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CINCINNATI -- At this still relatively early stage in the season, it appears Cincinnati Bengals offensive coordinator Hue Jackson has been coming through on one of his top offseason objectives.
The Bengals, statistics show, are indeed putting more of an emphasis on the running game than what they may have placed upon it in recent seasons.
Given the current perception of the Bengals' rushing offense, it might be difficult to believe that's the case. It might also be difficult to believe, but the Bengals are running the ball slightly more effectively through seven games than they did at the same stage the past two seasons.
Cincinnati's most significant rushing improvement has come with the volume of rushing touchdowns it has had. Already this season, the Bengals have 10 rushing scores. They had five through seven games last year, and four at this same point two seasons ago. This season, Giovani Bernard has five, rookie Jeremy Hill has three, and quarterback Andy Dalton added two more Sunday when he dove into the end zone on a pair of 1-yard quarterback sneaks.
If you look at the 10 scoring plays, you'll see that all but one of them came in goal-to-go situations. Bernard's 89-yard touchdown run against Carolina three weeks ago was the lone outlier.
Aside from the touchdowns, the Bengals have run for more yards, slightly better than average, and with cleaner play than they had in 2012 and 2013. After seven games, they lost two fumbles in each season. This season, the Bengals haven't been credited with a fumble in the rushing game, although Dalton did lose a fumble Sunday when he was chased down while trying to get out of the pocket on a passing play that went negatively.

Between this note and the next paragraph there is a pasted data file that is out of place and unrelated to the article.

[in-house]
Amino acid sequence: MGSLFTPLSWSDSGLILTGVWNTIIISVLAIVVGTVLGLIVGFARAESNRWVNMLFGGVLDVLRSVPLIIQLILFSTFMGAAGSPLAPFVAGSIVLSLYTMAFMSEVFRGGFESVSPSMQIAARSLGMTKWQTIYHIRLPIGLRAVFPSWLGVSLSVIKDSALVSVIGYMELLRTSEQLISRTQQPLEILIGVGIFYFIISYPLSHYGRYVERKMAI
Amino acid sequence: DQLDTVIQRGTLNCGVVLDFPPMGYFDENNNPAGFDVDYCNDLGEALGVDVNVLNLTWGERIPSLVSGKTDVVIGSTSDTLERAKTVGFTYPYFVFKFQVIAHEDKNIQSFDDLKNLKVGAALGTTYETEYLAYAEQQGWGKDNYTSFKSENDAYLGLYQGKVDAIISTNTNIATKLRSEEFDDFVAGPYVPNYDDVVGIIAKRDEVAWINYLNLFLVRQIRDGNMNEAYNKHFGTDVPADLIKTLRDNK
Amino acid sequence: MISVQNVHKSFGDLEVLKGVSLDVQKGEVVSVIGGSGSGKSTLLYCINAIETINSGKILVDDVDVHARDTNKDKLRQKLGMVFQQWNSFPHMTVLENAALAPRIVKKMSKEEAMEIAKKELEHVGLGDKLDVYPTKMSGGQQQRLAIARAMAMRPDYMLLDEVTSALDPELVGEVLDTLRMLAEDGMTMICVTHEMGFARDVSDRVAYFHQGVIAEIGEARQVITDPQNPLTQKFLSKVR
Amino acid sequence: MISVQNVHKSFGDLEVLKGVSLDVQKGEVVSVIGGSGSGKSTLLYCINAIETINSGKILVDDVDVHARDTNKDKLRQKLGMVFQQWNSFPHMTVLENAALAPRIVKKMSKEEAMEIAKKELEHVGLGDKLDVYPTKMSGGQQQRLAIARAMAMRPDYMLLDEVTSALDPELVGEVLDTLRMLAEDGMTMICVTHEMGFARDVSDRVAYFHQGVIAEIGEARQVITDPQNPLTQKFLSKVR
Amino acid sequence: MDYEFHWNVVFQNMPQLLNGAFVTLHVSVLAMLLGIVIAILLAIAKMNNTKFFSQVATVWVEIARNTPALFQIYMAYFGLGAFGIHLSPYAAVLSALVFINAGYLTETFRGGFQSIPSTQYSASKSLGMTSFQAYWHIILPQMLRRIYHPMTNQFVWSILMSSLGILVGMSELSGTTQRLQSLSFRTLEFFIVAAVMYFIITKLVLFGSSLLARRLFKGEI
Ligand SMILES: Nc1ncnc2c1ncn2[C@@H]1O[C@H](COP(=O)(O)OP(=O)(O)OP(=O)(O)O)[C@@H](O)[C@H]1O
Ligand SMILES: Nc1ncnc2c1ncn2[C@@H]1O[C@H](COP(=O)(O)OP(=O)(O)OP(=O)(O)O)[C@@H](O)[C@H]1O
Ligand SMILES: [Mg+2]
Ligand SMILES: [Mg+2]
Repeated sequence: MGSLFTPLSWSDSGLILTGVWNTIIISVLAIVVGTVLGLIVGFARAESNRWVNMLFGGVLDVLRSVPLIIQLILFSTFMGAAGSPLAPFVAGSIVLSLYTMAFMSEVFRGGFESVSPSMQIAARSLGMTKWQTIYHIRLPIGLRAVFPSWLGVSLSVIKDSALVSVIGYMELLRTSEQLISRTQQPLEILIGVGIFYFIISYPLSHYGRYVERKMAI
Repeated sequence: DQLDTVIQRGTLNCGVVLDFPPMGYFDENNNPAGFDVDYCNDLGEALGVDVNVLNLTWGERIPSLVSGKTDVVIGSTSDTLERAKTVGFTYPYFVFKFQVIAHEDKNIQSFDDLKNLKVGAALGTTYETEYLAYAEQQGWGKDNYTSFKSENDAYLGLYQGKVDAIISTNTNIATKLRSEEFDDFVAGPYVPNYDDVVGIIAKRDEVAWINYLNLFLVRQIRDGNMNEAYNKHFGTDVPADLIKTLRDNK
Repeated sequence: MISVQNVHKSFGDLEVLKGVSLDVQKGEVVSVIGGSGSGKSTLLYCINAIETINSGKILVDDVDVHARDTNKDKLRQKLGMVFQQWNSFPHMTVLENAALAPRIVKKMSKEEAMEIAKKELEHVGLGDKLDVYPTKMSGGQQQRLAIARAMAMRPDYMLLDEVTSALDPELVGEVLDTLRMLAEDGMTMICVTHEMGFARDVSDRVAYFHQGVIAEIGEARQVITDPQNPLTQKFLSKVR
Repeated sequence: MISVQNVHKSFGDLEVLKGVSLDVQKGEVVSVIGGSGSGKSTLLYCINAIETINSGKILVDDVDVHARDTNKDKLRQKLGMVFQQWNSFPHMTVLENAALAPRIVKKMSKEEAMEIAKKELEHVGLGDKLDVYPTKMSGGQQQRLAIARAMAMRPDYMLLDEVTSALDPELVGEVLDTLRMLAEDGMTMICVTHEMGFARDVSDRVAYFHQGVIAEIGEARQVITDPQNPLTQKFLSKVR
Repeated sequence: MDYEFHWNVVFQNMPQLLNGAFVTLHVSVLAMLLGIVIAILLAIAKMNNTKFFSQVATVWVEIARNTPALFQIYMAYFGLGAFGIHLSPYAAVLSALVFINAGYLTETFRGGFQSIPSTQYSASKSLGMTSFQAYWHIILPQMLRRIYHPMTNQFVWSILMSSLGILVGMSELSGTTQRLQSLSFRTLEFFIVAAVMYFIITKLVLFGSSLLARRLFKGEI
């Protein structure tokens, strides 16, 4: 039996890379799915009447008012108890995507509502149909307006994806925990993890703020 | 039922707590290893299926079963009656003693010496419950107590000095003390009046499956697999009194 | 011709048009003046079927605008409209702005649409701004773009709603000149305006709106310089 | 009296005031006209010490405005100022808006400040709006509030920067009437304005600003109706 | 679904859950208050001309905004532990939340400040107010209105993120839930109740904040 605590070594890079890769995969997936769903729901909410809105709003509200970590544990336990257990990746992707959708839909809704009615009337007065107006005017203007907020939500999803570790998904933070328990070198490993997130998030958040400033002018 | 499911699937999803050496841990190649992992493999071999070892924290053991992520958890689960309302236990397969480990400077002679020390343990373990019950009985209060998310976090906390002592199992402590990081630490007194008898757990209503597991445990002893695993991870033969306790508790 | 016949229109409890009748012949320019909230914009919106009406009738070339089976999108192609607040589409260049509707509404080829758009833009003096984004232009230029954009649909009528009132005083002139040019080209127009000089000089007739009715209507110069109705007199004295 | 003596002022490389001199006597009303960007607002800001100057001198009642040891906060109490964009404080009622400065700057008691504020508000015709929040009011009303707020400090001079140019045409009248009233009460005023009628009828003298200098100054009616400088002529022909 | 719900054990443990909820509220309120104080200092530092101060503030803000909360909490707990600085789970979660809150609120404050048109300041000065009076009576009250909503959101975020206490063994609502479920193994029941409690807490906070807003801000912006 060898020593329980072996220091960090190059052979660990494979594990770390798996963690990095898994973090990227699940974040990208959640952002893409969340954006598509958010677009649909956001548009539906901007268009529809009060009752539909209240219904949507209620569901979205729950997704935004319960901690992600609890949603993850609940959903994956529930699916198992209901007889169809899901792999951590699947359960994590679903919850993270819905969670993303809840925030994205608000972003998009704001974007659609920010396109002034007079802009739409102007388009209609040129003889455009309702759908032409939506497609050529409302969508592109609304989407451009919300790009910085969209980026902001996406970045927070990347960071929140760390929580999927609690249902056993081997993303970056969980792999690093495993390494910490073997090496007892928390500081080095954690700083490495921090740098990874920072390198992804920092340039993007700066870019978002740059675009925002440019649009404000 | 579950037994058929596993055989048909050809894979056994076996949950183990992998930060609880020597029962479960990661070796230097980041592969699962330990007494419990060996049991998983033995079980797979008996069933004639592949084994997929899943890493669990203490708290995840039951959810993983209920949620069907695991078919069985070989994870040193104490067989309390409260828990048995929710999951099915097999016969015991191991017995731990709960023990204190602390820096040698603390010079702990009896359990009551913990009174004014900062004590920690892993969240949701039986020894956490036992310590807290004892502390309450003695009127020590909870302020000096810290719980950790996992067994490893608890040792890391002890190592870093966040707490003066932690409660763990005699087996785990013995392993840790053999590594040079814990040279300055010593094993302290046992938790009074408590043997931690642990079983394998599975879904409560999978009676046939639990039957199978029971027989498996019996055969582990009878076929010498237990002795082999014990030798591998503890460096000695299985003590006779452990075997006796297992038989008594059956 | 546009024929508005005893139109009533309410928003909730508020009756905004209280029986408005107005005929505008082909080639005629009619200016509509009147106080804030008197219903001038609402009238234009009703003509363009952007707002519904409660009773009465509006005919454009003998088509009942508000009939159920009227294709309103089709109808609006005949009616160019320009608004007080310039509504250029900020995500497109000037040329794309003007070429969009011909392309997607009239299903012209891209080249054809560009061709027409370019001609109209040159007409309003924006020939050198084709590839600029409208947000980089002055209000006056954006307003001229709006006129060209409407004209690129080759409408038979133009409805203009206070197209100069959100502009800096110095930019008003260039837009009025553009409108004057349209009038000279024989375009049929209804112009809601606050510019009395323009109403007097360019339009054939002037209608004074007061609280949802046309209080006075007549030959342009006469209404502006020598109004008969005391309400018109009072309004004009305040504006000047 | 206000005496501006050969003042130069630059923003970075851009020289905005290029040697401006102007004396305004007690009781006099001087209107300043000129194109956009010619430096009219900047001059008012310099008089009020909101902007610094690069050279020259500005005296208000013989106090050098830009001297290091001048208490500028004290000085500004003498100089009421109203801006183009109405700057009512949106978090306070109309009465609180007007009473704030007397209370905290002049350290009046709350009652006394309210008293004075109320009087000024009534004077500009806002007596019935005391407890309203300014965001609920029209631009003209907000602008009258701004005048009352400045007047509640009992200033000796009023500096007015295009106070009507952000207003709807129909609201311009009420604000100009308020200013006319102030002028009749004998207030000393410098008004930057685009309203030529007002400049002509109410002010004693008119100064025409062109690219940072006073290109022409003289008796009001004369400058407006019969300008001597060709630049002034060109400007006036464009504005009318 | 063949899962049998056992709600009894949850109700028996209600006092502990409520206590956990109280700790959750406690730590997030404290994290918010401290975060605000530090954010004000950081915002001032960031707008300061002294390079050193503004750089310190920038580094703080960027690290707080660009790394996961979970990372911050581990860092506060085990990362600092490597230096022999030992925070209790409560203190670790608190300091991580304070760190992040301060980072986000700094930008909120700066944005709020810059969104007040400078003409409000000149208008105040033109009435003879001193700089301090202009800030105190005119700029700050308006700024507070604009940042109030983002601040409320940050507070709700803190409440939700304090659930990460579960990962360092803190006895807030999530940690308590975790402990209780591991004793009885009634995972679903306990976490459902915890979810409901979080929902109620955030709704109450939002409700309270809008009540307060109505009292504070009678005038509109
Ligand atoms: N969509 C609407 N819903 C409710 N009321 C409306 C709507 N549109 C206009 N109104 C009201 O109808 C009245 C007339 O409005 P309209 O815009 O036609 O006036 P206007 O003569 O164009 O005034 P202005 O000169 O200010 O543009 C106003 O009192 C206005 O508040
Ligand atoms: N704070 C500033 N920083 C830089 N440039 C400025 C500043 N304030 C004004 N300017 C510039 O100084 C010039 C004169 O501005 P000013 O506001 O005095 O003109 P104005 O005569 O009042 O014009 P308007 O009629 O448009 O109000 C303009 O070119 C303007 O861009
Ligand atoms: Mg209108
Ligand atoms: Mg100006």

It may not seem like the Bengals have been running the ball better than in the past because it always seems like ball carriers aren't getting much of an opportunity to get going. Defensive players have been all over the backfield this season, none more than the Indianapolis Colts who were mainstays back there two weeks ago. On six of the Bengals' eight first-half rushes in that game, their running backs were first hit either at or behind the line of scrimmage.
According to ESPN Stats & Information, the Bengals this season are averaging just 1.95 yards before contact. That's the worst average they've had through eight weeks since 2006, the year the statistic was first tracked. As a result, the Bengals' 2.01 yards after contact this year is the highest figure they have had in that category since the same season.
With respect to the 3.96 rushing average the Bengals currently have, that's their highest per-carry mark after eight weeks since 2009, when they averaged 4.34 yards a carry. Only two other Marvin Lewis-coached Bengals teams (2005, 2009) have had higher rushing averages through eight weeks.
It's actually quite amazing the 2014 Bengals rushers have accomplished what they have on the ground considering how comparatively bad the blocking has been for them. Part of the reason so many defenders have lived in the backfield this season is because the Bengals have, for the most part, been porous up front in run-blocking. Pro Football Focus has given this season's Bengals their worst run-blocking grade since 2007, the year it started tracking the advanced stat.
They are currently at a minus-4.3 run-blocking grade from PFF. For a frame of reference, they were at plus-32.6 at the end of last season. That was the 10th-best in the league.
This is all to suggest that the Bengals' running game really isn't performing as badly as it is perceived to. Still, this also all shows just how far that phase of the offense still has yet to go.
By Coley Harvey | espn.go.com | October 29, 2014